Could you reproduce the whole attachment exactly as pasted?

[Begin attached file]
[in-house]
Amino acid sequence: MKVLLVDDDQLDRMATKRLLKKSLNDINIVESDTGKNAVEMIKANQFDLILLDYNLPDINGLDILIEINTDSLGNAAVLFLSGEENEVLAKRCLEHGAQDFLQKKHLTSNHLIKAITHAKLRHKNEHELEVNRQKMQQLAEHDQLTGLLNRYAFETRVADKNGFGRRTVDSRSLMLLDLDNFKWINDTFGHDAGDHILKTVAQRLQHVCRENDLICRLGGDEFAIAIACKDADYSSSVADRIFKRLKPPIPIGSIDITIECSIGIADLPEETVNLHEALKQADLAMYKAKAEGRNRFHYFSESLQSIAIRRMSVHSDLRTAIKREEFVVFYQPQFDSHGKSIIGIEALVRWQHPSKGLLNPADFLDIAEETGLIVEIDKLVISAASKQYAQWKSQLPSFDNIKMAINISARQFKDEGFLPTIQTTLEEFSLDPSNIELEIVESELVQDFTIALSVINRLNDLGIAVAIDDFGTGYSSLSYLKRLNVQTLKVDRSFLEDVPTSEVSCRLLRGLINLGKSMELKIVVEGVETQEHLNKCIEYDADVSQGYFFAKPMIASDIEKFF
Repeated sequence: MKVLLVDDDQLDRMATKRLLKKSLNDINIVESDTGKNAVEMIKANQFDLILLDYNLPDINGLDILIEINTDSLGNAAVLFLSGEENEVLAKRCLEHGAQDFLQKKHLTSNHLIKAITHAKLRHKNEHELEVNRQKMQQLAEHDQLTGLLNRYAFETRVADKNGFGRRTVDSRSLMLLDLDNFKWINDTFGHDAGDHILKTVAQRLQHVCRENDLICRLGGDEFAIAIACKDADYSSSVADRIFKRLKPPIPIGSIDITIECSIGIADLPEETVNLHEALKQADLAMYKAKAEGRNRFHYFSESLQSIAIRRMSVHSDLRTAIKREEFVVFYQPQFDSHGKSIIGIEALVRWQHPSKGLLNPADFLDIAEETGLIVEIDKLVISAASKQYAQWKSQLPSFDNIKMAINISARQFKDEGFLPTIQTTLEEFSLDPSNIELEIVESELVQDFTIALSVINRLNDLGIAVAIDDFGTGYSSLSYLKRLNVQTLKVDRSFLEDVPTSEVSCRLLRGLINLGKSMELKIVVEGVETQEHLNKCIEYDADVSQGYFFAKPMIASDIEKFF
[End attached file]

[in-house]
Amino acid sequence: MKVLLVDDDQLDRMATKRLLKKSLNDINIVESDTGKNAVEMIKANQFDLILLDYNLPDINGLDILIEINTDSLGNAAVLFLSGEENEVLAKRCLEHGAQDFLQKKHLTSNHLIKAITHAKLRHKNEHELEVNRQKMQQLAEHDQLTGLLNRYAFETRVADKNGFGRRTVDSRSLMLLDLDNFKWINDTFGHDAGDHILKTVAQRLQHVCRENDLICRLGGDEFAIAIACKDADYSSSVADRIFKRLKPPIPIGSIDITIECSIGIADLPEETVNLHEALKQADLAMYKAKAEGRNRFHYFSESLQSIAIRRMSVHSDLRTAIKREEFVVFYQPQFDSHGKSIIGIEALVRWQHPSKGLLNPADFLDIAEETGLIVEIDKLVISAASKQYAQWKSQLPSFDNIKMAINISARQFKDEGFLPTIQTTLEEFSLDPSNIELEIVESELVQDFTIALSVINRLNDLGIAVAIDDFGTGYSSLSYLKRLNVQTLKVDRSFLEDVPTSEVSCRLLRGLINLGKSMELKIVVEGVETQEHLNKCIEYDADVSQGYFFAKPMIASDIEKFF
Repeated sequence: MKVLLVDDDQLDRMATKRLLKKSLNDINIVESDTGKNAVEMIKANQFDLILLDYNLPDINGLDILIEINTDSLGNAAVLFLSGEENEVLAKRCLEHGAQDFLQKKHLTSNHLIKAITHAKLRHKNEHELEVNRQKMQQLAEHDQLTGLLNRYAFETRVADKNGFGRRTVDSRSLMLLDLDNFKWINDTFGHDAGDHILKTVAQRLQHVCRENDLICRLGGDEFAIAIACKDADYSSSVADRIFKRLKPPIPIGSIDITIECSIGIADLPEETVNLHEALKQADLAMYKAKAEGRNRFHYFSESLQSIAIRRMSVHSDLRTAIKREEFVVFYQPQFDSHGKSIIGIEALVRWQHPSKGLLNPADFLDIAEETGLIVEIDKLVISAASKQYAQWKSQLPSFDNIKMAINISARQFKDEGFLPTIQTTLEEFSLDPSNIELEIVESELVQDFTIALSVINRLNDLGIAVAIDDFGTGYSSLSYLKRLNVQTLKVDRSFLEDVPTSEVSCRLLRGLINLGKSMELKIVVEGVETQEHLNKCIEYDADVSQGYFFAKPMIASDIEKFF